Italy Sees Thousands of Illegals Arrive in First Weeks of 2023, More than Same 2021-22 Period Combined

TOPSHOT - Migrants from sub-Saharan Africa sit in a makeshift boat that was being used to
FETHI BELAID/AFP via Getty Images

Italy has seen a total of 3,862 illegal migrant arrivals in just over two weeks so far this year, more than five times the arrivals in the same counting periods in 2021 and 2022 combined.

The Italian Interior Ministry released figures for illegal immigrant arrivals from the start of January until the 17th, revealing a total of 3,862 illegals have arrived in Italy in just over two weeks compared to just 386 during the same period in 2022 and 340 in 2021.

According to the data, the vast majority of the arrivals took place in the first few days of this year, with January 3rd seeing 1,193 migrant arrivals alone, followed by 525 on New Year’s Day and 499 on January 2nd.

The number has already exceeded the total number for all of January last year, which stood at 3,035 migrants, with migrants from the Ivory Coast and Pakistan making up the largest number of identified foreign nationals among the illegals so far this year.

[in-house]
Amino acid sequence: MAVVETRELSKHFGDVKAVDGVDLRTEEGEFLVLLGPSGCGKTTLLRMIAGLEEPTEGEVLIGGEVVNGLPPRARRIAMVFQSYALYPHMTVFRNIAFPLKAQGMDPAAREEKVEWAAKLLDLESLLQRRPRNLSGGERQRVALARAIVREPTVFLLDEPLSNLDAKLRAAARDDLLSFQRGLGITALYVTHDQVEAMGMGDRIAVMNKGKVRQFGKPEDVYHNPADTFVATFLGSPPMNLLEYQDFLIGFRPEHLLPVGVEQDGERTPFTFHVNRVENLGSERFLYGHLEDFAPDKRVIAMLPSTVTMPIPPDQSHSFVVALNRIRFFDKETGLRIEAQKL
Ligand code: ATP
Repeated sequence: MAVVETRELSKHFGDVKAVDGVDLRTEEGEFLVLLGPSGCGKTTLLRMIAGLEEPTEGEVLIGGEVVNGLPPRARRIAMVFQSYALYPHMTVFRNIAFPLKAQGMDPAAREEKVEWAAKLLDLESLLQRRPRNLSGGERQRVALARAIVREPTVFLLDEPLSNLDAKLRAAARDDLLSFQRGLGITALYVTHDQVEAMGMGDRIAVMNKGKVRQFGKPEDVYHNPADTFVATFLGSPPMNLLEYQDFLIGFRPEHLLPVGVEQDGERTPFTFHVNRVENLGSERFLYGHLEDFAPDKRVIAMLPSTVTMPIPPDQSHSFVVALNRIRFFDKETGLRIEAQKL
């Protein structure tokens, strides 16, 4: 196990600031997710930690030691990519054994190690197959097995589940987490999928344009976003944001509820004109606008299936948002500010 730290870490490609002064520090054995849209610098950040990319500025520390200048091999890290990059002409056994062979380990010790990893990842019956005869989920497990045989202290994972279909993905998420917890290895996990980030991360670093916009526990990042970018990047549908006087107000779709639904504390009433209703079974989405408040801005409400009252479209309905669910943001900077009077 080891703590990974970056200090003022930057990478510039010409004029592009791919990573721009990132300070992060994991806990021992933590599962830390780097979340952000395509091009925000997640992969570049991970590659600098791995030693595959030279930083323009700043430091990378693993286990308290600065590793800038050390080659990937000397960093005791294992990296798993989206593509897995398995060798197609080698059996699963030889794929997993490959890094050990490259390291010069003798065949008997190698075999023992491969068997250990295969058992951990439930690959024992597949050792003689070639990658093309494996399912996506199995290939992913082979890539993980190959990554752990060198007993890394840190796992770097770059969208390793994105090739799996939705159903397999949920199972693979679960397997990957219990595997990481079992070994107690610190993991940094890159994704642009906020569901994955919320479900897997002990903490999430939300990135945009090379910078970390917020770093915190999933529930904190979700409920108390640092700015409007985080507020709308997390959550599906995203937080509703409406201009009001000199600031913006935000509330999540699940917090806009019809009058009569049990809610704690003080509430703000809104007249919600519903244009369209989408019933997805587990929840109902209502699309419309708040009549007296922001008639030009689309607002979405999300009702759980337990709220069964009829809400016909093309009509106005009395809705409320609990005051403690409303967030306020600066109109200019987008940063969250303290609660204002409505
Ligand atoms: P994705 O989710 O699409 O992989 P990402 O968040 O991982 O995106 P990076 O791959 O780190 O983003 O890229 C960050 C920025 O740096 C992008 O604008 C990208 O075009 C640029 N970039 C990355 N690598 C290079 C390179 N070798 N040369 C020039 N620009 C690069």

The numbers come after Italy saw over 100,000 migrants enter the country illegally last year, the first time the 100,000 mark had been passed since 2017, with at least 1,368 migrants declared either missing or dead, according to statistics from the UN Refugee Agency UNHCR.

Since coming into power after her election win last September, conservative Prime Minister Giorgia Meloni has promised to tackle the growing migrant crisis in the Mediterranean Sea.

While the Meloni government has recently introduced new regulations on the activities of migrant taxi NGOs, including requirements not to make multiple rescues at sea, the new numbers from the Interior Ministry show the illegal arrival numbers are only increasing since the same period last year.

Prior to becoming Prime Minister, Meloni suggested a possible naval blockade in the Mediterranean Sea to stop people smugglers from sending boats on the dangerous voyage and while the plan has backing from a top Italian Admiral, no blockade has been implemented so far.

Instead, the Meloni government has suggested implementing a so-called Marshall plan for Africa, which aims to send cash to African countries in the hopes that investment in local economies may motivate migrants to stay in their home countries.

Follow Chris Tomlinson on Twitter at @TomlinsonCJ or email at ctomlinson(at)


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